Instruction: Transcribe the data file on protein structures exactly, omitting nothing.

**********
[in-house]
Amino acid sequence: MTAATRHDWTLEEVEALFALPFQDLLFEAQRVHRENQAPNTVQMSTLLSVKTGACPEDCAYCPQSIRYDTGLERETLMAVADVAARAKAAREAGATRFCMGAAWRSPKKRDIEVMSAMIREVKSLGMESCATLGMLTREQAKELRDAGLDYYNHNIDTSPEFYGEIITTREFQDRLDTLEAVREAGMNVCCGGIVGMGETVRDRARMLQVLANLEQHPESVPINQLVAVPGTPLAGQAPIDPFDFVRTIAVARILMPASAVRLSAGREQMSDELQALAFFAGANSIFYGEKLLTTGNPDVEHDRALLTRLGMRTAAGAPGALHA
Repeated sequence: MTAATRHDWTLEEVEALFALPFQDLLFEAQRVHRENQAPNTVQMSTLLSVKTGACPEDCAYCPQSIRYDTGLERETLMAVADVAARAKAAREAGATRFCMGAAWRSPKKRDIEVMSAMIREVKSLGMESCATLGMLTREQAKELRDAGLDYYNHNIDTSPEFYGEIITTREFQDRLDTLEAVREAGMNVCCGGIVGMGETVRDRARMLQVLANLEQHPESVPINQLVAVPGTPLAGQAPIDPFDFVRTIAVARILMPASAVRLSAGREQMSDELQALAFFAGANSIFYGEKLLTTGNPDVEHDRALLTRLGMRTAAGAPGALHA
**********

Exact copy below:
[in-house]
Amino acid sequence: MTAATRHDWTLEEVEALFALPFQDLLFEAQRVHRENQAPNTVQMSTLLSVKTGACPEDCAYCPQSIRYDTGLERETLMAVADVAARAKAAREAGATRFCMGAAWRSPKKRDIEVMSAMIREVKSLGMESCATLGMLTREQAKELRDAGLDYYNHNIDTSPEFYGEIITTREFQDRLDTLEAVREAGMNVCCGGIVGMGETVRDRARMLQVLANLEQHPESVPINQLVAVPGTPLAGQAPIDPFDFVRTIAVARILMPASAVRLSAGREQMSDELQALAFFAGANSIFYGEKLLTTGNPDVEHDRALLTRLGMRTAAGAPGALHA
Repeated sequence: MTAATRHDWTLEEVEALFALPFQDLLFEAQRVHRENQAPNTVQMSTLLSVKTGACPEDCAYCPQSIRYDTGLERETLMAVADVAARAKAAREAGATRFCMGAAWRSPKKRDIEVMSAMIREVKSLGMESCATLGMLTREQAKELRDAGLDYYNHNIDTSPEFYGEIITTREFQDRLDTLEAVREAGMNVCCGGIVGMGETVRDRARMLQVLANLEQHPESVPINQLVAVPGTPLAGQAPIDPFDFVRTIAVARILMPASAVRLSAGREQMSDELQALAFFAGANSIFYGEKLLTTGNPDVEHDRALLTRLGMRTAAGAPGALHA